#027 – Get-up and Go … word choice & characters!
Earlier we listed ten considerations to ensure your 'get-up and go' had simply not 'got-up and gone'. Now we come to the final review in and the last two subjects, Word Choice and Character Development.
What About Word Choice?
We find it can be far too easy to be a bit too 'high brow' with word choice. The pace of your manuscript will be lost the first time your reader has to reach for the dictionary to find out what a particular word means. Use a Thesaurus to not only ensure you have a range of words available to you in your search to describe a particular situation, but also to sort words and place them in some preference of order. If you get stuck on a word, it's a good idea not to angst over it for hours or even minutes. Simply put the word 'blank' in the space you are looking to fill and go back to it later. Don't risk encountering the deadly disease of 'writers block' over the basic choice of ways to be 'superb' - such as ... excellent, outstanding, wonderful, terrific, splendid, fabulous, fantastic, marvelous, magnificent, superlative, tremendous, brilliant, etc ... etc.. Do you see what we mean? Using everyday words for everyday situations is normally a winner. However, be careful in too liberal a use of what are deemed to be in current society ... expletives or 'cuss' words. They can be very effective in the right place and often used effectively to reflect the 'reality' of a particular situation. However, they may be a 'curse' in their own right and our advice would be to ration them carefully.
Well Developed Characters?
This often discussed and relentlessly quoted subject is regularly linked to criticism rather than praise. An editor may refer to 'character development' in writing up his or her comments on your submitted manuscript, which is generally taken as 'editor-speak' for ... 'have you done any?'
So, what is character development? Well, it's basically creating a character in your mind and then building up a complete life of the character as a series of notes or a full-blown mini life story. The process of character development adds necessary depth and even some much needed life into what may have slipped by unnoticed as a rather flat personality. As such, this character may end up being one that does not come over well within the twists and turns of the plot at the heart of your manuscript.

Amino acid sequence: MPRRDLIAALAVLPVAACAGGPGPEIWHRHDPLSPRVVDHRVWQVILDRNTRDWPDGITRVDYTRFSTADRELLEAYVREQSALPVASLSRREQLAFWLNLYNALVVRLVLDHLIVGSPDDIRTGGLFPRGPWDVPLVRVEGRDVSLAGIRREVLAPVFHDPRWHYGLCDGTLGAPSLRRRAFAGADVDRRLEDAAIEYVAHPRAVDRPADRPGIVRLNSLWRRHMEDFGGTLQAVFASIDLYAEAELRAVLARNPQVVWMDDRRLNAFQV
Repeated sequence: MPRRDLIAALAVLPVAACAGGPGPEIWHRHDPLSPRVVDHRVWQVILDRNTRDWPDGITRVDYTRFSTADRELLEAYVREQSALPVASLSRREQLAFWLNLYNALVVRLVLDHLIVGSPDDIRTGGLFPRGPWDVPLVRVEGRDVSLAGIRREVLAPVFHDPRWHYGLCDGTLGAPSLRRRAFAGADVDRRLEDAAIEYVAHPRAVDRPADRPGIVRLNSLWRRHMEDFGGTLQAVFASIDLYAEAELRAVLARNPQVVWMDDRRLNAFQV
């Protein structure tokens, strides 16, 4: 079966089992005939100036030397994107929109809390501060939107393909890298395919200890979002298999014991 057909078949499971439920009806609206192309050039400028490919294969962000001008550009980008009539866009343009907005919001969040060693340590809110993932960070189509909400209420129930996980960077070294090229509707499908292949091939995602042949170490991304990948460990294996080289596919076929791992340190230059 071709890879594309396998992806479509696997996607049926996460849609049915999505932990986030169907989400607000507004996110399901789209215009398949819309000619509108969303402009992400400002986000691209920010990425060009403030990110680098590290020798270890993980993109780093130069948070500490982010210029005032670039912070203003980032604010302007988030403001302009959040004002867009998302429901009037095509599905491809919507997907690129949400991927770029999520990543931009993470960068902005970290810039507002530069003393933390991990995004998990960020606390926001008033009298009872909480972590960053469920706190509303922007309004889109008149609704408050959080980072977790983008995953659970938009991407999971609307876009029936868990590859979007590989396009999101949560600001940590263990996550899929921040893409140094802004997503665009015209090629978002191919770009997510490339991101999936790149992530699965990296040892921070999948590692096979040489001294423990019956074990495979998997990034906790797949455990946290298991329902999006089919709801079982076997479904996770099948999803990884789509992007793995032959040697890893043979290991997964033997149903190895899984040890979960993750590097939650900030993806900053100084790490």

A good development process would be to start listing your characters life points; where they were born, went to school, went to university, first job, career path etc. Then you need to describe them, physically. If you know your characters well, and you will by the time you have finished an extensive character development project, then you can avoid falling into the less experienced author's trap of putting them in the wrong place at the wrong time or asking them to do things that are - for them - physically impossible. Again, it is worth remembering that if you write a full and detailed sketch of your story before you go to work on the real thing - as recommended - then developed character profiles will form part of that process.
There is much written about the art of forming and developing fictional characters and a quick search on the Internet may prove fruitful if you want to know more. For those of you who have been fortunate enough to have led a good life, travelled well and met lots of interesting people, you will no doubt be blessed with the ability to draw on such experiences when forming the characters for your work of fiction. However, if this is not the case then a great imagination and some study of the subject may serve you well.